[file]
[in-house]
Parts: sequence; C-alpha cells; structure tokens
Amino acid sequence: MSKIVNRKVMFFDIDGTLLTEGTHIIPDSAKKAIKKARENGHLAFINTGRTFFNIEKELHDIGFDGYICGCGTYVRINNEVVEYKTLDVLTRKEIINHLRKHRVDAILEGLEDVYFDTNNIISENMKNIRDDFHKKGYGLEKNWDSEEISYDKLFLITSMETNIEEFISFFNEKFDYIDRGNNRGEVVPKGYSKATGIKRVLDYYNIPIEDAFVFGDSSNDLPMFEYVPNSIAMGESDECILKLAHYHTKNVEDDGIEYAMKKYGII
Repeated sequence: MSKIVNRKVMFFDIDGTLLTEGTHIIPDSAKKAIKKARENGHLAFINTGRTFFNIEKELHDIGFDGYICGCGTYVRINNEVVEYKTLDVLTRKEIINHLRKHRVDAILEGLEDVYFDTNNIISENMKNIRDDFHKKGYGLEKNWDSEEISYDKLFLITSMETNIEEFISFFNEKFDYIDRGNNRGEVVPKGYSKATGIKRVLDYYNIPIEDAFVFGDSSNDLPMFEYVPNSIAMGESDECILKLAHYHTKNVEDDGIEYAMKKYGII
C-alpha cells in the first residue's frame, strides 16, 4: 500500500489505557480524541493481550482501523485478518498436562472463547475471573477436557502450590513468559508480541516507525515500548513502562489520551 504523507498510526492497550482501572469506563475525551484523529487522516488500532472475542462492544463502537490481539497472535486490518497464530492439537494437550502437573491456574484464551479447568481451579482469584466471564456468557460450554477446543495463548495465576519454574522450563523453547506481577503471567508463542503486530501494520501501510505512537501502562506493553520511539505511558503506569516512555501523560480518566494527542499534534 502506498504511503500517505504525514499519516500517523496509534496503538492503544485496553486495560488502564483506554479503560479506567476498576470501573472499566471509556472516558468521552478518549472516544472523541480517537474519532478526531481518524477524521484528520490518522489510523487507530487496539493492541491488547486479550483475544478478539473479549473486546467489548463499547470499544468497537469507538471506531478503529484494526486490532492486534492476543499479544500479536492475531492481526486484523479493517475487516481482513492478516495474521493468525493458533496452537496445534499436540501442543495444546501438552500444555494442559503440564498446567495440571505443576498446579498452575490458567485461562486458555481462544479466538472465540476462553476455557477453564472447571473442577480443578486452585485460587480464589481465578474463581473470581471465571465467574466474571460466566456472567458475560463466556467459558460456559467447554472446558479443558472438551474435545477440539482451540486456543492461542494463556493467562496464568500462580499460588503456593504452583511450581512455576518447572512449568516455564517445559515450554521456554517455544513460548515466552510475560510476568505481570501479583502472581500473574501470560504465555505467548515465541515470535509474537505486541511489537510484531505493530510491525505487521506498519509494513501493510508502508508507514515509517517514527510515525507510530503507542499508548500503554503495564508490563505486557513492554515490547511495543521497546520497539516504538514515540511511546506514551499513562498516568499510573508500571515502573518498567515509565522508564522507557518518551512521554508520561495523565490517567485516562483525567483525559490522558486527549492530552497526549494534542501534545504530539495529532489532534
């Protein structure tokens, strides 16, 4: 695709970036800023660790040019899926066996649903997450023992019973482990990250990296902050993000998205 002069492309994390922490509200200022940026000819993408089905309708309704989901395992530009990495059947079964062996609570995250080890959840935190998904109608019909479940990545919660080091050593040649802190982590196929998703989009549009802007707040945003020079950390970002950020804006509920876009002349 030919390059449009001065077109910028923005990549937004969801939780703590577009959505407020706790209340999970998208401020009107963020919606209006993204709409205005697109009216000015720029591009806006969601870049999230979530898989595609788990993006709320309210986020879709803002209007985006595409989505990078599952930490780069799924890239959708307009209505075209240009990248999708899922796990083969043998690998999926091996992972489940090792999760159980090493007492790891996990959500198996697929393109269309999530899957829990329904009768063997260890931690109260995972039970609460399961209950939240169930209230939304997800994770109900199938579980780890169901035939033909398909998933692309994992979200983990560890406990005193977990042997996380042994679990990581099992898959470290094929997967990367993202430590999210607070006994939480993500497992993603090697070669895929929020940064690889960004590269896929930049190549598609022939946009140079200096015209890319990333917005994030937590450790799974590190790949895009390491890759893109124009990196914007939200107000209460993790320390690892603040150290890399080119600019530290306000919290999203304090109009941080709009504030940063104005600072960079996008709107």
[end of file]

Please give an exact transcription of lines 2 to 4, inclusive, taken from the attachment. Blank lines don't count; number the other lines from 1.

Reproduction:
Parts: sequence; C-alpha cells; structure tokens
Amino acid sequence: MSKIVNRKVMFFDIDGTLLTEGTHIIPDSAKKAIKKARENGHLAFINTGRTFFNIEKELHDIGFDGYICGCGTYVRINNEVVEYKTLDVLTRKEIINHLRKHRVDAILEGLEDVYFDTNNIISENMKNIRDDFHKKGYGLEKNWDSEEISYDKLFLITSMETNIEEFISFFNEKFDYIDRGNNRGEVVPKGYSKATGIKRVLDYYNIPIEDAFVFGDSSNDLPMFEYVPNSIAMGESDECILKLAHYHTKNVEDDGIEYAMKKYGII
Repeated sequence: MSKIVNRKVMFFDIDGTLLTEGTHIIPDSAKKAIKKARENGHLAFINTGRTFFNIEKELHDIGFDGYICGCGTYVRINNEVVEYKTLDVLTRKEIINHLRKHRVDAILEGLEDVYFDTNNIISENMKNIRDDFHKKGYGLEKNWDSEEISYDKLFLITSMETNIEEFISFFNEKFDYIDRGNNRGEVVPKGYSKATGIKRVLDYYNIPIEDAFVFGDSSNDLPMFEYVPNSIAMGESDECILKLAHYHTKNVEDDGIEYAMKKYGII